Energy group Energetický a Průmyslový Holding (EPH) has called the withdrawal of mining company Czech Coal from a contract to supply the former’s Elektrárny Opatovice power station with lignite “unjustified,” rejecting claims that it failed to make payments for supplies.
Czech Coal, controlled by billionaire Pavel Tykač, earlier Thursday announced it had terminated the brown coal supply agreement due to Elektrárny Opatovice’s “recurring gross breach of contractual terms and conditions, consisting in its failure to pay the purchase price for the coal accepted.”
The mining company further claimed on its books are more than Kč 500 million in overdue receivables from EPH, a venture of investment groups PPF and J&T, of which the Elektrárny Opatovice power station is a part. EPH said it was an ‘absurd’ step typical of the ‘long-term destructive approach of Czech Coal’ in the country’s energy sector.
EPH said it was an “absurd” step typical of the “long-term destructive approach of Czech Coal” in the country’s energy sector and called its claim regarding the overdue Kč 500 million “an obvious lie.”
The 360 MW Elektrárny Opatovice station is a major heat and hot water producer for the Hradec Králové, Pardubice and Chrudim areas. Czech Coal said essential services would not be affected.
“Although the agreement has been terminated, we are offering to supply the brown coal quantities required for heat and hot water production for the current prices,” Jan Dienstl, Czech Coal’s Vice-Chairman, said in a statement.
Eyes on the prize
EPH and Czech Coal are set to join battle for two power plants that Czech state-owned power giant ČEZ has indicated it is willing to offload, in Počerady (with an installed output of 1,000 MW) and Chvaletice (800 MW).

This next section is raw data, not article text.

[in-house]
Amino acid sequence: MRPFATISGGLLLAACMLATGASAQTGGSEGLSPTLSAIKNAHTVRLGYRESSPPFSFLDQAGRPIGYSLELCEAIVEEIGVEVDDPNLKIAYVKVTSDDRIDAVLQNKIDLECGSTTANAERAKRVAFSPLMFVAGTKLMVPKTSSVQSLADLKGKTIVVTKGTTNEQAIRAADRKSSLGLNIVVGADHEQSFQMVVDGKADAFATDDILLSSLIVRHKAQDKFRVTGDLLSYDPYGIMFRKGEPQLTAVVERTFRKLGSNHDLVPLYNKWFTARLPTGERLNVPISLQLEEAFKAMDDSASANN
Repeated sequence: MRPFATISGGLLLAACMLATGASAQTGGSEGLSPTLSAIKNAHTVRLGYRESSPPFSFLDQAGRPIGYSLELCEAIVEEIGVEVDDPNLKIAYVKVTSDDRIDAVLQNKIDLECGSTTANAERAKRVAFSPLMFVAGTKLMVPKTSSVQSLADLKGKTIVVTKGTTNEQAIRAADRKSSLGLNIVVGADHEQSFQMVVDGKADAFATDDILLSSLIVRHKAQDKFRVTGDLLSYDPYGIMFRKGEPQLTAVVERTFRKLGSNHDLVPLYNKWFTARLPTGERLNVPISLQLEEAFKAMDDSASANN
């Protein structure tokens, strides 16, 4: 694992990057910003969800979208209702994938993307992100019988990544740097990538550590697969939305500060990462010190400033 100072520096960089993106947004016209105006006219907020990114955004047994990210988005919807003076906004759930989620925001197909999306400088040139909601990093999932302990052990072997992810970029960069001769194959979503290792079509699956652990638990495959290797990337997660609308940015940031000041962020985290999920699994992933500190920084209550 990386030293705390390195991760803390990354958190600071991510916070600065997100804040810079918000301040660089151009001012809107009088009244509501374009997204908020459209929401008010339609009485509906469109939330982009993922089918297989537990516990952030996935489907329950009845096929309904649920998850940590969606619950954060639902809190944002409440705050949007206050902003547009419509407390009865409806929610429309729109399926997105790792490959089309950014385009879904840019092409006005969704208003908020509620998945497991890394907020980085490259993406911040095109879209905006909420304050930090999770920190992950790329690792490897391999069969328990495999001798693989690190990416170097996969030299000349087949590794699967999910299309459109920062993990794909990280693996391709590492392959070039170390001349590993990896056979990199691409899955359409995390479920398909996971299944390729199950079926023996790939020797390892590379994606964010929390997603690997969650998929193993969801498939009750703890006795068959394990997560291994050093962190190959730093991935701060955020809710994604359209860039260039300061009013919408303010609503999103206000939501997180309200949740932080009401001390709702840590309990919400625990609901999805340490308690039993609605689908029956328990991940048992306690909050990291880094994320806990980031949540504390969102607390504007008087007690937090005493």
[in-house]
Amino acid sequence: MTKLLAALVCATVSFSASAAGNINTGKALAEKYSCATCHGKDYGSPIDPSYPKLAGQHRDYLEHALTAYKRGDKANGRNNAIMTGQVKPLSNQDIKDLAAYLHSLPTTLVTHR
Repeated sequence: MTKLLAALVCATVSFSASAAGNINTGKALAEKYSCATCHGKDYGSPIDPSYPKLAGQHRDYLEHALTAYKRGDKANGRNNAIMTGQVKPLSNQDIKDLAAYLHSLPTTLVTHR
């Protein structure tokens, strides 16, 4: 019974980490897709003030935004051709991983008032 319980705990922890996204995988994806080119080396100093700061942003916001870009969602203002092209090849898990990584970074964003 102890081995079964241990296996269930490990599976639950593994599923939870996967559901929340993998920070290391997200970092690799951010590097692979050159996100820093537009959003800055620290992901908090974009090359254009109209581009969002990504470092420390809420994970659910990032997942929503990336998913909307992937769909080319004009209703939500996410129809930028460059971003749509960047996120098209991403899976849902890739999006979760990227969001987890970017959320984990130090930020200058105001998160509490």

ČEZ and Czech Coal themselves have been at loggerheads over a long-term supply agreement for around six years. “The main reason behind the considered sale of both power stations is the uncertainty of coal supplies after 2013 due to as yet inconclusive negotiations with the fuel supplier, Czech Coal,” CEZ spokesman Ladislav Kříž said last month.
Czech Coal, meanwhile, has long been seeking to enter the electricity production market, outlining plans to build its own power plants and complaining to the European Commission in Brussels that ČEZ has been trying to shut it out of the market.
EPH is also looking to expand and has been one of the most aggressive power companies on the Czech and neighboring markets over the last five years and has ambitious plans for further development.
The energy company, partly controlled by billionaire Petr Kellner, says it is prepared to invest €5 billion for power sector investments in the Czech Republic, Germany, and Slovakia, including a new coal-fired power plant near the MIBRAG coal mine in Germany, for which it has agreed to buy out the 50 percent stake held by ČEZ.